added 6/14/2008 by Gene Elston
This is the story of four New York Yankee managers who skippered 51 of the club's 105 seasons - 1903 through 2007 - along with 26 others. During that period, the Yankees' won-lost record was 9,265-7009, a winning percentage of .570. However, this story is centered mostly on the four. Together they finished those 51 seasons with 4,828 wins and 3,064 losses, a winning percentage of .611 - .0824 better than the other 26 Yankee managers (.529).
The American League was born in 1901 and became a major league long after the National League in 1876. After its first two seasons, the circuit finally got what it needed the most - a franchise in New York City. The National had the Giants and the new league desperately needed a team in the nation's biggest city. Ban Johnson had organized the American League and became the president in 1901 and finally met that goal with the announcement on January 9, 1903 the purchase of the leagues Baltimore franchise for $18,000 and called them the New York Highlanders.
The first owners of the club were Bill Devery and Frank Farrell. Devery was a former police chief and Farrell was a gambler with deep ties to Tammany Hall - neither of whom today would qualify or even come close to owning a major league franchise. The two shady characters, to the amazement of many, lasted much longer than one would expect considering their financial losses and the poor showing of the club - only four seasons in the first division including three last place finishes summed up the new team in their 14 years of ownership.
The franchise they purchased had finished fifth in 1901 and last in the American League in 1902 - 34 games out of first. In the process of the transition to Gotham a few of the best players, including the manager, never made it to New York in the American League. The manager of the Orioles, John McGraw, flipped to the Giants in 1903 starting his long career as skipper with the National League club. Pitcher Joe McGinnity and catcher Roger Bresnahan joined McGraw, while outfielder Cy Seymour had already switched to Cincinnati. However, the new New York franchise would add shortstop Kid Elberfeld from Detroit, Willie Keeler, a constant .300 hitter from Brooklyn, and pitcher Jack Chesbro, from Pittsburgh, who would win 62 games over his first two seasons with the new New York franchise.
After eleven seasons of mainly empty seats at Hilltop Park, the end came for the combo of Farrell and Devery in 1915 when the team they had purchased in 1903 for $18,000 was sold for $460,000. During that period, the team's first nickname "Highlanders" was also referred to as whatever popped into the minds of the fans or the press elected to call them - "Hilltoppers", "Americans" or "Greater New Yorks". The name "Yankees" was mentioned on and off in the newspapers, as well as "Yanks". Around 1908, they had settled officially on "Yankees".
New York's first manager was Clark Griffith, but he became tired of the constant second-guessing of the two owners and late in the 1908 season resigned. Shortstop Kid Elberfeld was the interim pick to fill out the year. George Stallings took over in 1909 and, like Griffith, Stallings resigned late in 1910. He also left due to the day-in and day-out interference from the front office. Hal Chase, who bolted the team after failing to get the managers job following the resignation of Griffith, was persuaded to rejoin the Yanks and replaced Stallings for the remainder of the 1910 season and continued through the 1911 season. Chase was one of the best defensive first baseman in the game and he had great fan appeal but just did not have the right approach in running a team.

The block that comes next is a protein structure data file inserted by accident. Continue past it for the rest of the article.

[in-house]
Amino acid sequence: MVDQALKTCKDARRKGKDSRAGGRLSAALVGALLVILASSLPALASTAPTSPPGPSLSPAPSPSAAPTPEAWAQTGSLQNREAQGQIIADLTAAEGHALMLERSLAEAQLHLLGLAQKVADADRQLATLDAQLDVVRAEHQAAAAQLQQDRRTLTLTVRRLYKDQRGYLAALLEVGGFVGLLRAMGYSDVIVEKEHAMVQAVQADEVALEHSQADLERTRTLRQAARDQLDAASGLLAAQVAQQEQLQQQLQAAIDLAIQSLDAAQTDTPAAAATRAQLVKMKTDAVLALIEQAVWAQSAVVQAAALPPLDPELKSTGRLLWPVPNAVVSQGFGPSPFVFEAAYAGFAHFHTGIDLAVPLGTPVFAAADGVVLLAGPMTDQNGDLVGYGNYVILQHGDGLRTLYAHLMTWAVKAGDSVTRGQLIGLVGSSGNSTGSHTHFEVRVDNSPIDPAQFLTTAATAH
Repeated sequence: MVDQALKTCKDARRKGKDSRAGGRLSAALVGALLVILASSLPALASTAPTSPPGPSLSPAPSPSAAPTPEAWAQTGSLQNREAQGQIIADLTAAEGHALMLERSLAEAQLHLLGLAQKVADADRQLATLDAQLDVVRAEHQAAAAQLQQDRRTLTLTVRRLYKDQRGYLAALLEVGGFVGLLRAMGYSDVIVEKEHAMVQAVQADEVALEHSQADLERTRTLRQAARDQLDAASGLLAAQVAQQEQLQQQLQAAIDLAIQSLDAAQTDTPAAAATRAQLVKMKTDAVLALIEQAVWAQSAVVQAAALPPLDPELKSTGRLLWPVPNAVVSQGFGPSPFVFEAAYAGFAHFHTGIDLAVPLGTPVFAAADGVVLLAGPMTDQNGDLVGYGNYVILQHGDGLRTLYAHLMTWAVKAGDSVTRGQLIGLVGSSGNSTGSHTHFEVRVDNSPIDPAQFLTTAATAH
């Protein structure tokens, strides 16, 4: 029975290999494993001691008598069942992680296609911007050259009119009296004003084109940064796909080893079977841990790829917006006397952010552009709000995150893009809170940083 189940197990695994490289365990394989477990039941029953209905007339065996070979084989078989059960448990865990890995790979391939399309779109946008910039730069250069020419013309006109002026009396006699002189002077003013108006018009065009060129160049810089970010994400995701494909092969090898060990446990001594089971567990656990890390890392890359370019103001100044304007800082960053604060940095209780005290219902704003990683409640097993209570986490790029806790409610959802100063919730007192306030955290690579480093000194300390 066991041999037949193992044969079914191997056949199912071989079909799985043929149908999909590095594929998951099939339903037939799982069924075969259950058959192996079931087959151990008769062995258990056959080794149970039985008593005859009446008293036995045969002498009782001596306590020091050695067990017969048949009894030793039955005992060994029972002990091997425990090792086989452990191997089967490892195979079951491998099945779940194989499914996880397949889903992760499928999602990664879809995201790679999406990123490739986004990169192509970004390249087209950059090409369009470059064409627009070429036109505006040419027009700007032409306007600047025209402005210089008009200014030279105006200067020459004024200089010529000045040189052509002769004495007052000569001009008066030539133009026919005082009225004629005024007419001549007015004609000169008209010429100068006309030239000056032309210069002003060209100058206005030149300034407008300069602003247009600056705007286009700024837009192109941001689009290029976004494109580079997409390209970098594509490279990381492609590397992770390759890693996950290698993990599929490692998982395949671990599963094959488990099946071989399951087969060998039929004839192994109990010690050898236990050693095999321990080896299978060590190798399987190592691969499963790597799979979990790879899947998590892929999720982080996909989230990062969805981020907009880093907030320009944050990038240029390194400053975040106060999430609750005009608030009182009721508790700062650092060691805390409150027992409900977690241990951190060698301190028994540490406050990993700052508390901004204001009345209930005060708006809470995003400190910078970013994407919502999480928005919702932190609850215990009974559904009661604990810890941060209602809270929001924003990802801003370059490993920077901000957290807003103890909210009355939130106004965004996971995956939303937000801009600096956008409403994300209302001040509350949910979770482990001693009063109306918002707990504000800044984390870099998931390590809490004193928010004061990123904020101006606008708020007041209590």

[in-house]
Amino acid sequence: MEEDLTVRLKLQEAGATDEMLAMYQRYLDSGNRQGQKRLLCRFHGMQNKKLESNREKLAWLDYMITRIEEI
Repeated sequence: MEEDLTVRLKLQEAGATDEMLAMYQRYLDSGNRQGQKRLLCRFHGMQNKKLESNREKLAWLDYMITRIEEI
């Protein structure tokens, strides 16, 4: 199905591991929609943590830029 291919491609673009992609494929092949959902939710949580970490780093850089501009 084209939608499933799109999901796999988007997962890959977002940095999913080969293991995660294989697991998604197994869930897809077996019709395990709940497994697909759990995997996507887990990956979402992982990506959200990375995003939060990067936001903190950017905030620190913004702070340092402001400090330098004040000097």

Chase was replaced in 1912 with an unknown from the minor leagues, Harry Wolverton, but he finished in last place in his only season and lost his job to former Chicago Cubs great Frank Chance. This turned out to be another disaster. Chase revolted against the new skipper and was traded to the White Sox. Chance also was not getting along with the owners. So, in the middle of the 1914 season, the young 23-year-old Yankee shortstop Roger Peckinpaugh filled in for the rest of the year. In 1915, new ownership took over and this managerial circus would conclude with a newcomer infielder arriving on the scene from Detroit as player-manager. He was Bill Donovan who would last three seasons through 1917. To sum it up, 1903 through 1914 saw 14 managers paraded through the new franchise with little to show in the winning department.
The new owners were Jacob Ruppert, a brewery baron, and Tillinghast L'Hommedieu Huston, a civil engineer who made his millions in public works but took off for France in 1917 to join the Army Engineers - leaving Ruppert alone to run the team. Ruppert set the team in the right direction. He went to league president Ban Johnson for advice on a managerial replacement. Johnson didn't hesitate to name Miller Huggins, the little fellow who was leading the St.Louis Cardinals. Huston was of the mind to hire Wilbert Robinson away from the Brooklyn Dodgers however Johnson's suggestion and Ruppert's follow-through helped the Yankees to be, well, the Yankees we think of today.